FIG. 3 is a schematic view of an optical isolator in accordance with a first embodiment of the present invention.
FIG. 4 is a schematic view of an optical isolator in accordance with a second embodiment of the present invention.
FIG. 5 is a schematic view of an optical isolator in accordance with a third embodiment of the present invention.
Referring to FIG. 3, an optical isolator 1 in accordance with a first embodiment of the present invention includes a first pigtail assembly 109, a first collimating lens 11 aligned with the first pigtail assembly 109, an optical rotator assembly 100, an adjustable assembly 102 aligned with the rotator assembly 100, and a second pigtail assembly 179 aligned with the adjustable assembly 102. The rotator assembly 100 is aligned with the first pigtail assembly 109 and the first collimating lens 11.
The rotator assembly 100 may be a Faraday rotator or similar devices comprising a first birefringent crystal 13, an optical rotator 14 and a permanent magnet 12 enclosing the first birefringent crystal 13 and the rotator 14. The adjustable assembly 102 includes a second birefringent crystal 15, a second collimating lens 16, and a holder 18 retaining at least a portion of the second birefringent crystal 15 and at least a portion of the second collimating lens 16.
The first and second birefringent crystals 13, 15 are formed in a wedge shapes. Accordingly, they are also referred to as birefringent wedges herein. The first birefringent wedge 13 has a first slanted surface 131, and the second birefringent wedge 15 has a second slanted surface 151 parallel to the first slanted surface 131.
The first and second pigtail assemblies 109, 179 each have a ferrule 10, 17 and an optical fiber 101, 170 with an end attached within the ferrule 10, 17. Each ferrule 10, 17 forms an oblique surface. The end of each fiber 101, 170 is flush with the oblique surface of the corresponding ferrule 10, 17. The first and second collimating lenses 11, 16 are preferably GRIN lenses, and each has an inclined surface parallel to the oblique surface of the corresponding ferrule 10, 17.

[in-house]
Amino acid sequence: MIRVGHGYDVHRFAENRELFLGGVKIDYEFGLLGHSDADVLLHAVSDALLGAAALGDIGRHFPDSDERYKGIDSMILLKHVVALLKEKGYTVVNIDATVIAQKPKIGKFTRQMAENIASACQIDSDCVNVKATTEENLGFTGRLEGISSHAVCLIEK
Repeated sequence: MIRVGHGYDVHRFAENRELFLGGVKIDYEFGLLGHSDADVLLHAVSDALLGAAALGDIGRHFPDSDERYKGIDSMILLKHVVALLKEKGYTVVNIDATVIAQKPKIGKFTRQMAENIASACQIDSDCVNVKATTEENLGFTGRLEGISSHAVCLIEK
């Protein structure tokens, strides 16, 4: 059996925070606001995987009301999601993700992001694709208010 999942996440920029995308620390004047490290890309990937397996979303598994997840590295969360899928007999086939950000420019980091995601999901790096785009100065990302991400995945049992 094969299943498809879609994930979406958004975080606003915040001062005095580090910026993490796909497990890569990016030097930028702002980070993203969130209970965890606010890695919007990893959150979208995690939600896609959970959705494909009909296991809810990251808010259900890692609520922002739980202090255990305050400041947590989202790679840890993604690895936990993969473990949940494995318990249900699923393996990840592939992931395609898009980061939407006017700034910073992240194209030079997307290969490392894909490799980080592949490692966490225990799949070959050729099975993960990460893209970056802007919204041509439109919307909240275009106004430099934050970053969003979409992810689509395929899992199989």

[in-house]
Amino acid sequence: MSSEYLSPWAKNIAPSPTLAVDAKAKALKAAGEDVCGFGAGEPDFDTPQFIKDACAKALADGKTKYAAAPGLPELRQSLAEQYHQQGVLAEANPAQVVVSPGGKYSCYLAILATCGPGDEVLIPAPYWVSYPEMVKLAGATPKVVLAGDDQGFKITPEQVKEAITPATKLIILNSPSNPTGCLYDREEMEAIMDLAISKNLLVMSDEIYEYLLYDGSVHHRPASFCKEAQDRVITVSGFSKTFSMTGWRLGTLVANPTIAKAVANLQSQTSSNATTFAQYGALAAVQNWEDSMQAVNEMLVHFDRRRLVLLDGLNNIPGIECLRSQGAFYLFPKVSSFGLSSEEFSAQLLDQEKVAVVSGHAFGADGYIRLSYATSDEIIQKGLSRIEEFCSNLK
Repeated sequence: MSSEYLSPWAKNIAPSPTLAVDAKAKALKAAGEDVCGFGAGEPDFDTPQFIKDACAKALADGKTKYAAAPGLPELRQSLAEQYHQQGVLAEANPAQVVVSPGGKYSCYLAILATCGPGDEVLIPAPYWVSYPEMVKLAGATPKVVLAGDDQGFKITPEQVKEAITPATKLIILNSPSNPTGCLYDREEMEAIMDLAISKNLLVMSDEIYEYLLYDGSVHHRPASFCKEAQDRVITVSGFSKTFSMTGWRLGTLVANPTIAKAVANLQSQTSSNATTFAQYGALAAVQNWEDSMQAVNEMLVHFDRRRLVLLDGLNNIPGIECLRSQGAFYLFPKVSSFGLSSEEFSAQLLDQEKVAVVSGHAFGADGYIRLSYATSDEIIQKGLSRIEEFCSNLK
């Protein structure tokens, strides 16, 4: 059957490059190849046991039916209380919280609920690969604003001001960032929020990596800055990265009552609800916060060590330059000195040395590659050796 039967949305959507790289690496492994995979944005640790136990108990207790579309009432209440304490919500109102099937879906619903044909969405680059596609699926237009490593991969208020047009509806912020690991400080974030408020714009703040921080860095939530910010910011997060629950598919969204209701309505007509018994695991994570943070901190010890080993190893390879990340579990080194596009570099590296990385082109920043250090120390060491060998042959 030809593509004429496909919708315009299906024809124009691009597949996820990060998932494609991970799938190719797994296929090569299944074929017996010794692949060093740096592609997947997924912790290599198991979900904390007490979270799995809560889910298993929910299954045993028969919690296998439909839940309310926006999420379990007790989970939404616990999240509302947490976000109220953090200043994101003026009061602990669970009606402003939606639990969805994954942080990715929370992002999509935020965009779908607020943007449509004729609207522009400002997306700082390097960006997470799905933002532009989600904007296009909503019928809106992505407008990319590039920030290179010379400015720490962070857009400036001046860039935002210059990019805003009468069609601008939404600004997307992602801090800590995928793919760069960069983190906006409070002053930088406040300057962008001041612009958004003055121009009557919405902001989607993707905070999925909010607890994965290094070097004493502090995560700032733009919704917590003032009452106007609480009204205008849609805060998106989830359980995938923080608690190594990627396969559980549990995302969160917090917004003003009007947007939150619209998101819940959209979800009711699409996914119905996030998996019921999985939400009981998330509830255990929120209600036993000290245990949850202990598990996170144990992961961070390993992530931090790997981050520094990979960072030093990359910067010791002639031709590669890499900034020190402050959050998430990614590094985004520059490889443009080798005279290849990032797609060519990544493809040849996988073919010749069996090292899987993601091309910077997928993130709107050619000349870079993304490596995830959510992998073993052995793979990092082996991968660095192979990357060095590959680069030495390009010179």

The rotator 14 is positioned between the first and second birefringent wedges 13, 15. The position of the adjustable assembly 102 is adjustable relative to the rotator assembly 100 for achieving precise positional relationships among the rotator 14 and the first and second birefringent wedges 13, 15. The permanent magnet 12 is preferably a magnetic ring.
In the optical isolator 1 of the first embodiment of the present invention, the first birefringent wedge 13 and the rotator 14 are fixed within the magnetic ring 12. The first collimating lens 11 is attached to the first pigtail assembly, with the inclined surface of the collimating lens 11 opposing and parallel to the oblique surface of the ferrule 10. The oblique surface of the ferrule 17 of the second pigtail assembly 179 is attached to the inclined surface of the second collimating lens 16.
The combination of the first pigtail assembly 109 and the first collimating lens 11 is fixed in alignment with the birefringent wedge 13 and the rotator 14. The positional relationship between the first and second birefringent wedges 13, 15 is adjusted by a fine tuning operation using the adjustable assembly 102. The adjustable assembly 102 is moved and/or rotated relative to the rotator assembly 100 until an optimally high isolation is obtained.
FIGS. 4 and 5 respectively show optical isolators 2, 3 in accordance with the second and third embodiments of the present invention. The optical isolators 2, 3 are substantially the same as the optical isolator 1 of the first embodiment. It is noted that similar parts of FIGS. 3, 4 and 5 are designated with the same reference numeral, but with the prefix “1” for the first embodiment replaced by prefixes “2” and “3” for the second and third embodiments respectively. Details of the second and third embodiments that are the same as in the first embodiment are omitted herein for brevity.